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Blending vs. Juggling

Last week I attended a women's networking luncheon, in support of JUF (the Jewish United Fund), and the guest speaker was one of the most inspirational women I've ever had the pleasure of meeting. Laurie Ann Goldman is the CEO of Spanx, but she's also a wife and mom of three boys. Yep, she runs a $350 million-dollar company that she grew exponentially in just eight years, while running a household in Atlanta, where Spanx is based.

It got me thinking about "the juggle" I write about so much. Or, rather, my struggle with the juggle. Frankly, it also got me thinking about the jiggle – please tell me you’ve heard of Spanx? Best undergarment invention EVER. They even make Mama Spanx for pregnant women, by the way – and they’re surprisingly comfortable (there's a lot of extra material for that growing belly). Did you know that Spanx only had one product when it launched in 2000, and now it has more than 200 products in 23 countries, and only 100 employees working there? Much of their success is because of Goldman.

Clearly the company's success far outweighs its size. And it's not like Spanx needed to do much in the way of advertising, especially with the caliber of its celebrity clientele. What really grabbed me about Goldman though, is A) how sharp she is – I love strong, smart women who don't feel they need to sacrifice their girliness to make it in the business world. She's feminine and headstrong. B) She epitomizes everything I aspire to be: Every bit as happy in my home life as I am successful in my career. (Success being relative, obviously.) And C) Goldman had an impressive 10-year run at the Coca-Cola Company before joining Spanx, as the leader of its worldwide licensing division. A job where she worked with mostly men (um, hello) that also required a ton of global travel, often taking her on trips away from her family. She had three kids while she worked at Coke, yet never put a single picture of them on her desk at work, nor did she ever talk about carpool with her co-workers, or dirty diapers for that matter. There wasn't a place for it in her formerly male-dominated company, so she did what any strong-minded woman would: She quit to spend more time with her family...with no other job opportunities in sight at the time.

But, she knew she had to do something with her insatiable drive. So when she was approached by the COO of Spanx, while shopping for fishnet Spanx in the hosiery department of Saks, to come on as CEO – she couldn't say no to the opportunity. As the story goes, she was complaining to the sales associate about how she couldn’t find the fishnet Spanx in her size; Goldman went off about how they could really use someone to help with product replenishment (after Oprah's early endorsement, they had a hard time keeping Spanx on store shelves). That's what the COO overheard, prompting him to approach Goldman, and eventually offering her the job of CEO…and the rest is history.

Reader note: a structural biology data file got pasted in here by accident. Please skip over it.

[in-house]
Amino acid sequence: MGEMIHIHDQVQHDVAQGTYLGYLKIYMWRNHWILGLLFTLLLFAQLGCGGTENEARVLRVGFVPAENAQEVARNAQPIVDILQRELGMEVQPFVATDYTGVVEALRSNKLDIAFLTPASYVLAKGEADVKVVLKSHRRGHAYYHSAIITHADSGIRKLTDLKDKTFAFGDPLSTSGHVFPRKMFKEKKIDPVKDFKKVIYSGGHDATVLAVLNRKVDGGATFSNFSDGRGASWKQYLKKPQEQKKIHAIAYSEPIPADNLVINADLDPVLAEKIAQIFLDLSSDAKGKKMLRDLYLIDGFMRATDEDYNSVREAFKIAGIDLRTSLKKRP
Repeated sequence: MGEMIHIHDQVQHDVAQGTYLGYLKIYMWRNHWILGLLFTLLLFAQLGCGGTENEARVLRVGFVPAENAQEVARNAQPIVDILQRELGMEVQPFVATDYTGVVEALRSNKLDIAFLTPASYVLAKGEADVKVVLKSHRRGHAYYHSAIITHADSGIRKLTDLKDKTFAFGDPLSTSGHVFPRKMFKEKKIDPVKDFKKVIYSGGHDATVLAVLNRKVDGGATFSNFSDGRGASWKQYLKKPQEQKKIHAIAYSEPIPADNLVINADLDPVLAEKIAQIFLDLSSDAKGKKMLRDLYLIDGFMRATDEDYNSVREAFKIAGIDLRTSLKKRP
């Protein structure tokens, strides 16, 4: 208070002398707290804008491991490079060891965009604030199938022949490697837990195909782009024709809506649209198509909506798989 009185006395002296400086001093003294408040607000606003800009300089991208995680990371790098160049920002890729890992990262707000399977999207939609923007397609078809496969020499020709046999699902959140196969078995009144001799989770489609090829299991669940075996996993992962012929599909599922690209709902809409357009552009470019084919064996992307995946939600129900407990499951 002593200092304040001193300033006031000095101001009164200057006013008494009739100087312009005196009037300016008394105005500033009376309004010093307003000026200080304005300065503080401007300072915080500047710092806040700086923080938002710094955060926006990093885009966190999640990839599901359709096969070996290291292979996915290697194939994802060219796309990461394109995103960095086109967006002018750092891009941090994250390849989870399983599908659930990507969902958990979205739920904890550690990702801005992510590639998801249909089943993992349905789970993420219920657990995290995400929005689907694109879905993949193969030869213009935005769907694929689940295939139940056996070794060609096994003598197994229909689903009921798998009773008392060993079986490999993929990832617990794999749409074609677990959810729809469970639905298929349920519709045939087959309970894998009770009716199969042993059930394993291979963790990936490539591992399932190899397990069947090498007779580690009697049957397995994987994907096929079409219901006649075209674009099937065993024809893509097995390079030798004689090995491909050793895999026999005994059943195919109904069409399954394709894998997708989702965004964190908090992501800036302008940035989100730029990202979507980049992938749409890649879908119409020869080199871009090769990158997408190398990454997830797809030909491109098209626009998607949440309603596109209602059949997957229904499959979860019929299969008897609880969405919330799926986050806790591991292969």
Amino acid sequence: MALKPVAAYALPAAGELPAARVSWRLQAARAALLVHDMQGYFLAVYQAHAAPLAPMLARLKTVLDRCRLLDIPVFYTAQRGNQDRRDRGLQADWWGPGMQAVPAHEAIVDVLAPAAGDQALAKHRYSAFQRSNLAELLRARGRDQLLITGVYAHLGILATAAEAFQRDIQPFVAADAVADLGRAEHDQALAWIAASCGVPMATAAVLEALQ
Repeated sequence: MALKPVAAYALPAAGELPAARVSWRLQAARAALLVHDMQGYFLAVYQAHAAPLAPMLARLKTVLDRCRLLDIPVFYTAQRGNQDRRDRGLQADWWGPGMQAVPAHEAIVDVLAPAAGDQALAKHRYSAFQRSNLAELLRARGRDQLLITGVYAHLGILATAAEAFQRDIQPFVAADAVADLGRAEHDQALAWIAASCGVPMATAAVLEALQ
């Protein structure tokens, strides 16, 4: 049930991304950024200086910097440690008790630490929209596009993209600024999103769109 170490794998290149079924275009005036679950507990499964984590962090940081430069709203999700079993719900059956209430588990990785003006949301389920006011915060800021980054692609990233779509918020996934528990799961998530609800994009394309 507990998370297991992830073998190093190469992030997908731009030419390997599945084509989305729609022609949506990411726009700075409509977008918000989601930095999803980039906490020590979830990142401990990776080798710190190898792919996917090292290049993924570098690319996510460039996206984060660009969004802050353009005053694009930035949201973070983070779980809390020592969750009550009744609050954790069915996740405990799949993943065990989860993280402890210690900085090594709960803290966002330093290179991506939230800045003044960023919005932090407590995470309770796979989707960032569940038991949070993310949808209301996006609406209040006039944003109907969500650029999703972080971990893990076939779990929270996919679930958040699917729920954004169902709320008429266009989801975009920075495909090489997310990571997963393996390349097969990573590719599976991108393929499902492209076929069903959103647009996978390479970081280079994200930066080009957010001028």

Talk about being in the right place at the right time. What also impressed me about Goldman was the brave decision she made to walk away from her highly lucrative job at Coca-Cola, with no other job on the horizon. She spoke of an epiphany she had at the airport, upon leaving for yet another business trip while she was pregnant with her third child – she had forgotten her passport, so her husband had to fetch it for her and bring it to the airport, with their two young kids in tow. As she sees them running through the airport to catch her before her flight, she had one of those life-changing moments where suddenly you see things from the outside looking in; it was then that she knew she had to leave her job, a job she loved. She was running at such a fast pace, and spending too much time away from her family. So she quit. Just like that.

Granted, it's a lot easier to make a decision like that when you can afford to quit your job. But it was a tough decision, I'm sure, nonetheless.

At lunch last week, Goldman also talked about the juggle – or, rather, the blend. She doesn't believe in balance; she believes you have to blend your lives and interests, because if you try balancing them you're going to eventually tip over when things become imbalanced. She also talked about how Spanx, as a company, encourages personal lives outside of work. She makes all her employees agree to this idea of blending – she wants everyone to work their schedules around their family’s needs. For example, if anyone on her staff needs to drive carpool one morning, Goldman expects them to manipulate their work schedule to make that possible. Last year alone, there were seven babies born to Spanxters (Spanx employees) within two months of each other. And the founder, Sara Blakely, recently became a mom too.

Though Playboy is male dominated, and I've talked a bit about how hard my work schedule is sometimes with a new baby at home – my bosses at Playboy have been incredibly supportive and understanding, especially last week when Preston had the stomach flu and I had to take a little time off and miss some important meetings. Similarly, when I was pregnant last year, my boss told me I could work from home if I had to, whatever would make me more comfortable as I got closer to the delivery date. I didn't really take him up on the offer (I'm a bit of a workaholic myself) but I appreciated it nonetheless. Overall, as much as the hours can be hard at times, I have it pretty damn good here.

Does your company allow a flexible work schedule? Do you have a CEO like Goldman, who encourages family and personal lives outside of work? I'd also love to know: Were you able to go part-time when you became a mom, and under what terms (20 percent pay cut, etc.)? And how did you broach the topic with your boss, knowing that just merely bringing it up could possibly backfire?

 

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